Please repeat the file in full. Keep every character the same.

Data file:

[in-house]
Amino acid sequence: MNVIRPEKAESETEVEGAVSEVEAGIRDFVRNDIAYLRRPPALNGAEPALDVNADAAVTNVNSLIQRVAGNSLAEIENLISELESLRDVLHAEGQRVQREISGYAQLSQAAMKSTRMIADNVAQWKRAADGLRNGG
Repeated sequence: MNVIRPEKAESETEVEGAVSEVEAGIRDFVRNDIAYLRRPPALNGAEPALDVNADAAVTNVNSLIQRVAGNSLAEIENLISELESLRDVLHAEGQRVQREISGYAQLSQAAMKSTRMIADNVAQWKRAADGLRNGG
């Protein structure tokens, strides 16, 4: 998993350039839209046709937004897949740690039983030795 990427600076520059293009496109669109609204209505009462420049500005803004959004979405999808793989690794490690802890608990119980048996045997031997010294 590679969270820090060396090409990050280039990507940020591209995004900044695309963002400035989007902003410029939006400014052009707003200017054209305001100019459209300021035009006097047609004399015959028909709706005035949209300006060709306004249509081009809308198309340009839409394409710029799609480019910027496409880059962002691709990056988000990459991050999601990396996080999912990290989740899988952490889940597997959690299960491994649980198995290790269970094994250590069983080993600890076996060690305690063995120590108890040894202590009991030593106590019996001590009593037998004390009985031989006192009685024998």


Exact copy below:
[in-house]
Amino acid sequence: MNVIRPEKAESETEVEGAVSEVEAGIRDFVRNDIAYLRRPPALNGAEPALDVNADAAVTNVNSLIQRVAGNSLAEIENLISELESLRDVLHAEGQRVQREISGYAQLSQAAMKSTRMIADNVAQWKRAADGLRNGG
Repeated sequence: MNVIRPEKAESETEVEGAVSEVEAGIRDFVRNDIAYLRRPPALNGAEPALDVNADAAVTNVNSLIQRVAGNSLAEIENLISELESLRDVLHAEGQRVQREISGYAQLSQAAMKSTRMIADNVAQWKRAADGLRNGG
């Protein structure tokens, strides 16, 4: 998993350039839209046709937004897949740690039983030795 990427600076520059293009496109669109609204209505009462420049500005803004959004979405999808793989690794490690802890608990119980048996045997031997010294 590679969270820090060396090409990050280039990507940020591209995004900044695309963002400035989007902003410029939006400014052009707003200017054209305001100019459209300021035009006097047609004399015959028909709706005035949209300006060709306004249509081009809308198309340009839409394409710029799609480019910027496409880059962002691709990056988000990459991050999601990396996080999912990290989740899988952490889940597997959690299960491994649980198995290790269970094994250590069983080993600890076996060690305690063995120590108890040894202590009991030593106590019996001590009593037998004390009985031989006192009685024998």